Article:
If you were to get a dollar every time someone told you to add leafy greens to your diet, you’d probably be a millionaire by now. Leafy greens have received so much positive press in the past decade or two that they have become synonymous with good health. Almost a buzzword.
So, it is no surprise that we receive emails every now and then from curious pet parents who want to know whether their pooch can enjoy spinach in their diet as well.
The fact is that dogs and leafy greens are not a compatible mix. Dogs are carnivores and veggies are not a natural part of their diet. But, Spinach being a nutritional powerhouse can add some very useful and vital nutrients to your dog’s body provided that it is only an occasional addition to the diet.
We are sure that the nutritional perks of adding spinach to your diet needs no introduction. But for the uninitiated, the superfood is loaded with Vitamins, minerals and antioxidants that can energize, revitalize and protect your dog’s body from ailments. It boosts energy, helps prevent cancer, eases bowel movement and keeps the bones strong.
There’s calcium, iron, vitamins A, B, C, K, beta carotene, dietary fiber, potassium and folate.
And then there’s the ingredient that is being touted by a few overzealous pet parents and vets as the bete noir of canines. Its called Oxalates.
Spinach contains Oxalic acid as do many other human foods. Oxalic acid when consumed in large quantities can prevent the body’s absorption of calcium which in turn can contribute towards kidney stones. However, there is no direct evidence that links dietary oxalates to kidney stones.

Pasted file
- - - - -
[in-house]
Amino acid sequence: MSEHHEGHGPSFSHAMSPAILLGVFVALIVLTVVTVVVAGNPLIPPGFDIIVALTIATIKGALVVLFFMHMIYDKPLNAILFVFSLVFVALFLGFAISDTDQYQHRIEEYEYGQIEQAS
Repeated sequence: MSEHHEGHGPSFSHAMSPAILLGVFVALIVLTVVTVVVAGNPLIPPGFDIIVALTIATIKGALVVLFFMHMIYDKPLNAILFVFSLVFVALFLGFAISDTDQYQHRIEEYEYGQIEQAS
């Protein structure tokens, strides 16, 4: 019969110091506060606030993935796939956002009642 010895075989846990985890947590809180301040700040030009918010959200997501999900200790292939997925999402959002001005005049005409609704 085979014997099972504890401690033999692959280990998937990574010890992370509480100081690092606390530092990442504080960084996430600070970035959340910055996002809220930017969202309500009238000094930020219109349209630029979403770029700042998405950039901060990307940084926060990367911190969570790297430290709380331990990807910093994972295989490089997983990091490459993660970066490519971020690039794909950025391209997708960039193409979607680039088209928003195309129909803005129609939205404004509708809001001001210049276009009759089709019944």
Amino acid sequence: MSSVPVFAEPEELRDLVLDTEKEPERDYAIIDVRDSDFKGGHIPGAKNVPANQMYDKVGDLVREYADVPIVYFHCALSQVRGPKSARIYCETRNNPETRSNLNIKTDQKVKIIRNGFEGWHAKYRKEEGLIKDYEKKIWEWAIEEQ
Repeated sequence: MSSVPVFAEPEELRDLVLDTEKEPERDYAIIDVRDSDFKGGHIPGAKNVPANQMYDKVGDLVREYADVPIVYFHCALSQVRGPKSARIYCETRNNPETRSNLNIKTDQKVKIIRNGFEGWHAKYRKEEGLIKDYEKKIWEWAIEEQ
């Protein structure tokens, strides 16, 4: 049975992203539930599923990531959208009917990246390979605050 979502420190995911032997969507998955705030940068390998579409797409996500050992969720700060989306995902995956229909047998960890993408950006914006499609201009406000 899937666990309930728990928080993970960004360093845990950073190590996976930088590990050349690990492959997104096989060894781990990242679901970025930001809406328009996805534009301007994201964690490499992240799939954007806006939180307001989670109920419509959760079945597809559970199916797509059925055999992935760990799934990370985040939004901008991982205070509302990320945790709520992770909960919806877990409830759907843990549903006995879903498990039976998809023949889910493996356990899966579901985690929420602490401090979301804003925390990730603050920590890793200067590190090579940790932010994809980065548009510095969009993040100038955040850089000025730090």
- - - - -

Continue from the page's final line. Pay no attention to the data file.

Even if the possibility of this happening does exist in theory, the amount of oxalates that a dog can ingest by eating spinach is not significant enough to lead to kidney damage.
Also, how you prepare the spinach makes a lot of difference in the amount of nutrients that the dog is able to derive from it.
The ideal way is to steam the spinach so that it retains most of the nutrients which are lost when it is boiled instead. Rather than serving the leaves large, chop it into small pieces which make it easier for fido to digest.
As is the rule of thumb with any human food that you feed to doggies, keep the seasonings and spices away. That means that you don’t salt it or add garlic or anything else. Just plain old steamed spinach leaves.
Oh, never give your dog raw spinach by the way. It can trigger serious digestive problems in dogs.
Keep the spinach down to less than 25% of the doggie’s diet and you are good to go. Don’t let claims of oxalate related kidney damage worry you. Spinach can be a great snack for your pet when given in limited quantities occasionally.
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